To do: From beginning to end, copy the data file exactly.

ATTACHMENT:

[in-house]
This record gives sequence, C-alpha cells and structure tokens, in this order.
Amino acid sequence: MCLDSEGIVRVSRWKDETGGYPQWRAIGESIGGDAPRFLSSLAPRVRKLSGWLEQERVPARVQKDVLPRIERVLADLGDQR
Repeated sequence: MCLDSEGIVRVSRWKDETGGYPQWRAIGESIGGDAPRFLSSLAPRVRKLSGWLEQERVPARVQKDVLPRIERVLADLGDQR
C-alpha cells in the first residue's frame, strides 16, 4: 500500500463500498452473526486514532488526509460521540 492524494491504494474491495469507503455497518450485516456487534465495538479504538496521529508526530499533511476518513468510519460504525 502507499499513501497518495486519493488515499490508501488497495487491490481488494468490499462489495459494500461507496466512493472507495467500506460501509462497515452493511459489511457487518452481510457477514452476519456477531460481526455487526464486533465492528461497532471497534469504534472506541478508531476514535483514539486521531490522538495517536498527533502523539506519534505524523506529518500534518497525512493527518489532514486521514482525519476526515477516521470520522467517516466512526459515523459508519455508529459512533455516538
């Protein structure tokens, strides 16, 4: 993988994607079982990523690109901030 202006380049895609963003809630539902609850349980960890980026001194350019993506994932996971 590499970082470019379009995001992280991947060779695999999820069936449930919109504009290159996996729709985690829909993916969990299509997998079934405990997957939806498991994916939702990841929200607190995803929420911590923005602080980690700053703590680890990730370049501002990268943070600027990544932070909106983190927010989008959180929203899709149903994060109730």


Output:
[in-house]
This record gives sequence, C-alpha cells and structure tokens, in this order.
Amino acid sequence: MCLDSEGIVRVSRWKDETGGYPQWRAIGESIGGDAPRFLSSLAPRVRKLSGWLEQERVPARVQKDVLPRIERVLADLGDQR
Repeated sequence: MCLDSEGIVRVSRWKDETGGYPQWRAIGESIGGDAPRFLSSLAPRVRKLSGWLEQERVPARVQKDVLPRIERVLADLGDQR
C-alpha cells in the first residue's frame, strides 16, 4: 500500500463500498452473526486514532488526509460521540 492524494491504494474491495469507503455497518450485516456487534465495538479504538496521529508526530499533511476518513468510519460504525 502507499499513501497518495486519493488515499490508501488497495487491490481488494468490499462489495459494500461507496466512493472507495467500506460501509462497515452493511459489511457487518452481510457477514452476519456477531460481526455487526464486533465492528461497532471497534469504534472506541478508531476514535483514539486521531490522538495517536498527533502523539506519534505524523506529518500534518497525512493527518489532514486521514482525519476526515477516521470520522467517516466512526459515523459508519455508529459512533455516538
């Protein structure tokens, strides 16, 4: 993988994607079982990523690109901030 202006380049895609963003809630539902609850349980960890980026001194350019993506994932996971 590499970082470019379009995001992280991947060779695999999820069936449930919109504009290159996996729709985690829909993916969990299509997998079934405990997957939806498991994916939702990841929200607190995803929420911590923005602080980690700053703590680890990730370049501002990268943070600027990544932070909106983190927010989008959180929203899709149903994060109730």